Post type: Blog entry
The new government has thrown open the European questions but, asks Michael Keating, what - if any - answers might prove satisfactory? Now that the Conservatives have a majority government, we will have a referendum on membership of the European Union. This is scheduled to happen before the end of 2... Read more
Post type: Blog entry
It is a peculiar feature of devolution in the United Kingdom that each nation is treated differently, with its own settlement geared to local political demands.   Foreign observers look with puzzlement, seeing it as British pragmatism taken to extremes.   Yet, whether by chance or design, devolution... Read more
Post type: Blog entry
The Public Administration Committee’s new report on the referendum focuses on two issues: the role of the civil service in helping to produce the Scottish Government’s independence white paper; and the action of Treasury Permanent Secretary Nicholas MacPherson in making public his advice that a curr... Read more
Post type: Blog entry
Michael Keating discusses how English votes for English Laws has come to occupy a huge place in the debate about further devolution. English votes for English Laws has come to occupy a huge place in the debate about further devolution. For many Conservatives, it is a matter of elementary justice tha... Read more
Post type: Blog entry

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Latest blogs

  • 21st June 2018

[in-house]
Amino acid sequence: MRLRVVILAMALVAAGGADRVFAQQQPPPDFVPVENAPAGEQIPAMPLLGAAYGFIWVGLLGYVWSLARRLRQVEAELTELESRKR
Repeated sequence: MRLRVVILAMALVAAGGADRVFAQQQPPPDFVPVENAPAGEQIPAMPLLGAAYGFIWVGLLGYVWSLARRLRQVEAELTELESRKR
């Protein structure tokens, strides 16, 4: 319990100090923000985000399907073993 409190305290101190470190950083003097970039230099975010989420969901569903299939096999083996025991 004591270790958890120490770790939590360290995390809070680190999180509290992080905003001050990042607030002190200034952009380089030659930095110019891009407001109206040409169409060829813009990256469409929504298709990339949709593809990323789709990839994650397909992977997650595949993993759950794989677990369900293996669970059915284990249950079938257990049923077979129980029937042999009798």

New research conducted by the universities of Edinburgh and Glasgow suggests that a post-Brexit Scotland is likely to find itself losing out on much-needed low-skilled migrant labour from the European Economic Area (EEA) to English-speaking countries such as North America, Australia, and to countries within the EEA.

  • 19th June 2018

    Following the collapse of the Rajoy government following a corruption scandal, how does the new political landscape affect the constitutional debate in Catalonia? Prof Antonia María Ruiz Jiménez of Universidad Pablo de Olavide suggests that this apparently dramatic change will make relatively little difference.

  • 13th June 2018

    While populist leaders and movements make headlines worldwide, an often more subtle majority nationalism remains an endemic condition of the modern world. This phenomenon is comparatively understudied. The Centre on Constitutional Change invites calls for abstracts for an international workshop on the topic of majority nationalism, to be held in February 2019.

  • 31st May 2018

    The recent report by the Growth Commission contains some interesting ideas, says Michael Keating, but also makes some problematic assumptions.

  • 30th May 2018

    The Scottish and Welsh Governments worked together closely during their negotiations with the UK Government over those aspects of the EU (Withdrawal) Bill that related to devolution. Despite ultimately choosing different paths, say Hedydd Phylip and Greg Davies, this spirit of cooperation looks set to continue.